Preflight procedure should involve checking each battery separately. First check each with ESV through charge jack. You should get nearly identical readings, then switch one on, check controls, switch off and then switch on the other battery, check controls again, then turn both systems on and fly with confidence.

Summary: Diodes are not required. Packs must be of the same number of cells. Packs may be of different capacities. Individual charge jacks must be provided for each pack (and not interconnected). Total capacity available will be the sum of the individual capacities. Specialized chargers are not required since standard packs (600-800 mAh AA packs)can be charged employing regular system wall chargers (1200 to 1600 mAh should cover most giant size projects).

14/09/2019 10:55:36

Parallel Operation = Reliability & More Flight Time


The use of redundant parallel fight packs (packs may be of different capacity but MUST be of an equal number of cells) is an excellent way to increase the available flight time and significantly improve the reliability of the on power system. The simplest means is to run two complete wiring harness, switches and charge jacks from each pack and plug one into the normal battery port and the other into an extra channel on the receiver. No diodes or isolation is required (see below). This is simpler and more reliable than some of the complex battery backup systems being offered on the market. Whether you are using 4 or 5 cells is your option, remembering that a 5 cell pack will provide more power to the servos but at the same time discharge faster giving you less flight time.

Parallel charging of Ni-Cds is not recommended due to the tendency of the cells to have the voltage drop off after they reach full charge. Should one pack have a slightly different capacity than the other then it will reach full charge sooner and the voltage will start to drop off allowing more current to flow into this pack. The other pack may not then reach a full state of charge. Repeated charge/discharge cycles under this parallel arrangement causes additional charge unbalance. While you may experiment and find that you get what appears to be both packs charged you will eventually run into problems with this arrangement. As an extreme, take the case of two packs, one having 250 mAh capacity and one having 600. The smaller capacity pack will reach full charge much sooner assuming that there is at least an equal "sharing" of charge current. As it peaks and the voltage declines slightly due to the heating of the battery as the oxygen is recombined it will begin to take more and more current to maintain a voltage equal to the as yet uncharged pack and the voltage tries to drop further and demands even more current to keep it up. This pack will then be taking nearly all the charge current leaving the larger pack woefully short during what would be perceived as a normal charge time like 16 hours.

Many pseudo battery "experts" put forth the argument that plugging two battery packs into the same receiver with out blocking diodes is NOT a good thing, claiming that his creates a host of problems and the two packs will end up fighting each other or "cross charging".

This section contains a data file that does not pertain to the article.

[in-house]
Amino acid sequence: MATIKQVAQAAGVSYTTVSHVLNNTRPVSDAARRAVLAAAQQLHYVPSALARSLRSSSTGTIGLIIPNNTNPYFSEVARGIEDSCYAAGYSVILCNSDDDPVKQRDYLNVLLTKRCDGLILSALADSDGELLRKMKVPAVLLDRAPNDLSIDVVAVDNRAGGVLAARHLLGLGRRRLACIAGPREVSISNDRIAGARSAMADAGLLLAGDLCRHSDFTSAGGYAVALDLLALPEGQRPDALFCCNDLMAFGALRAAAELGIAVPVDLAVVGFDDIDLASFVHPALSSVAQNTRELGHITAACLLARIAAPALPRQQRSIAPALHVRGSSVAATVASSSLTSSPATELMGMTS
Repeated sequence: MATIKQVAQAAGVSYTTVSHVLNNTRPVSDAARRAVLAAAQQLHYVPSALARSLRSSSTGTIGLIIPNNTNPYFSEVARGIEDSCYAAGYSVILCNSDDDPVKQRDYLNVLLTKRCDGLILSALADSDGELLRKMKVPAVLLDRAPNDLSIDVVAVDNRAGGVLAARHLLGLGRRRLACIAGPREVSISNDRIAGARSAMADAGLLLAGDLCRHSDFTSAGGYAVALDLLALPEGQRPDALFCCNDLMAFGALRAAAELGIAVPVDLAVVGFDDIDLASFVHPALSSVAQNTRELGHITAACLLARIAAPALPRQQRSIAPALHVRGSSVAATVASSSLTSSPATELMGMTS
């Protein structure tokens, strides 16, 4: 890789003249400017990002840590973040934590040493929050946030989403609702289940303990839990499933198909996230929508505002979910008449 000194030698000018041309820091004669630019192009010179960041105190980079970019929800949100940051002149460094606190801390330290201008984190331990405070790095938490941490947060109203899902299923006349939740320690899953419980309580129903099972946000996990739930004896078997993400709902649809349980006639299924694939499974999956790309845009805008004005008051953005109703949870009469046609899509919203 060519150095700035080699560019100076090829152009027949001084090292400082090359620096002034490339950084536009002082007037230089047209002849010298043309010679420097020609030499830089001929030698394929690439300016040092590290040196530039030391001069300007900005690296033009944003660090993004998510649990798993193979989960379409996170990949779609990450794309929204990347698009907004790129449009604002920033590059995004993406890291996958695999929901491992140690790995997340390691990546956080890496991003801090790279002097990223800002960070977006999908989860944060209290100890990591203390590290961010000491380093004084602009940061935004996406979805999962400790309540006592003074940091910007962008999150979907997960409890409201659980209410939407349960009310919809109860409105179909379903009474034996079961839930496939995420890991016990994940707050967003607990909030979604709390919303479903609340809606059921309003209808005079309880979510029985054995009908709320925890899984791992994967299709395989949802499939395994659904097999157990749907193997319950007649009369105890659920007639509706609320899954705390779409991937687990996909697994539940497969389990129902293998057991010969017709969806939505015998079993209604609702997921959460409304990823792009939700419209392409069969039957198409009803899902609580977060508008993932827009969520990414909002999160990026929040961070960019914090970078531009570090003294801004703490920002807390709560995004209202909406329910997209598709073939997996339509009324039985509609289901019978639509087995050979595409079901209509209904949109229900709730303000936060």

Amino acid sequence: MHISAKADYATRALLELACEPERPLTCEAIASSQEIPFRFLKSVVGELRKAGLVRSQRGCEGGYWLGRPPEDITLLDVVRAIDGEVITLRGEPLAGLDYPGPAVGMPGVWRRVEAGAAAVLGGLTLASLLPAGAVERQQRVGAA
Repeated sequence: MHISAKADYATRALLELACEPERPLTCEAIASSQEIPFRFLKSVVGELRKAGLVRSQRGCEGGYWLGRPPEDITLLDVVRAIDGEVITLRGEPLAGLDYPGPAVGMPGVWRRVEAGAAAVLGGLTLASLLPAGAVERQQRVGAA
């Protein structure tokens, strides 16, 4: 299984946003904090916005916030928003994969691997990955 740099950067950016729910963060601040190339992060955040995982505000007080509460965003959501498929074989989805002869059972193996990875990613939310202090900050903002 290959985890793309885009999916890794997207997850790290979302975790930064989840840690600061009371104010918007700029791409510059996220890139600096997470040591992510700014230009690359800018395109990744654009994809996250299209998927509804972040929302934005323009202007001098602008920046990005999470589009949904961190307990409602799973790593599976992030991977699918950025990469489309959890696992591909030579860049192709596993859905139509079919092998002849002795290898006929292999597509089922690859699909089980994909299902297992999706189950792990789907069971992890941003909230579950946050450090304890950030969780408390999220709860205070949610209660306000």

14/09/2019 10:52:38

Each to their own, but I've done my research - I like to keep things simple and reliable.

I've had switches fail so now I tend to use electronic ones that fail ON.

Happy flying yes




Edited By Rich too on 14/09/2019 10:53:44

Edited By Rich too on 14/09/2019 10:54:33

13/09/2019 12:34:16

As I understand it, that is highly unlikely. All my planes have twin battery set ups, and i've never had an issue. wink

13/09/2019 06:46:16

No need to remove it yes

13/09/2019 06:37:13

The batteries can always share any of the ports. I've put twin batteries/switches on a Y lead in the past. 

Edited By Rich too on 13/09/2019 06:38:08

Thread: Well this could get interesting
12/09/2019 13:51:21

This is unbelievable, and of course Steve, they have the right to protest - within the law.

Thread: Drones planned in Heathrow expansion protest
12/09/2019 13:50:16

Apologies, missed it. Can a mod please close this...thanks

12/09/2019 06:34:00

How irresponsible angry


Thread: Southern Model Show 2019
11/09/2019 04:54:34

They require no assembly and are a fit and forget item. Some petrol flyers strip down there tanks each season to check the fuel lines!


Thread: Finished
10/09/2019 13:27:26

Nice one Rob yes and a man after my own heart - you've given me some optimism!

Thread: Southern Model Show 2019
09/09/2019 18:11:02

Yes, i went on Sunday and had a great day. It was our third trip there but not been for a couple of years. I thought it was the best one. I think the good weather helped. I’ll be going again. yes

ps the oval car racing was brilliant. Those cars can take some abuse!

pps and I picked up two brand new  Rotoflow fuel tanks for £10 each! One was 40oz for my Sbach, and the other 14 oz. 

Edited By Rich too on 09/09/2019 18:16:59

Thread: Glenns models cap 232
08/09/2019 14:03:49

Nice looking model yes

Thread: Shortage of 35% (100cc) aerobatic kits in the U.K.
07/09/2019 22:46:24
Posted by cymaz on 07/09/2019 19:01:40:

Just purchased a used 50cc Glens Cap232. Does anyone know if the manual cg is correct?

Should be I would have thought.

Edited By Rich too on 07/09/2019 22:46:46

07/09/2019 22:44:43

Excellent Adrian, which is your preference? Look forward to the build....wink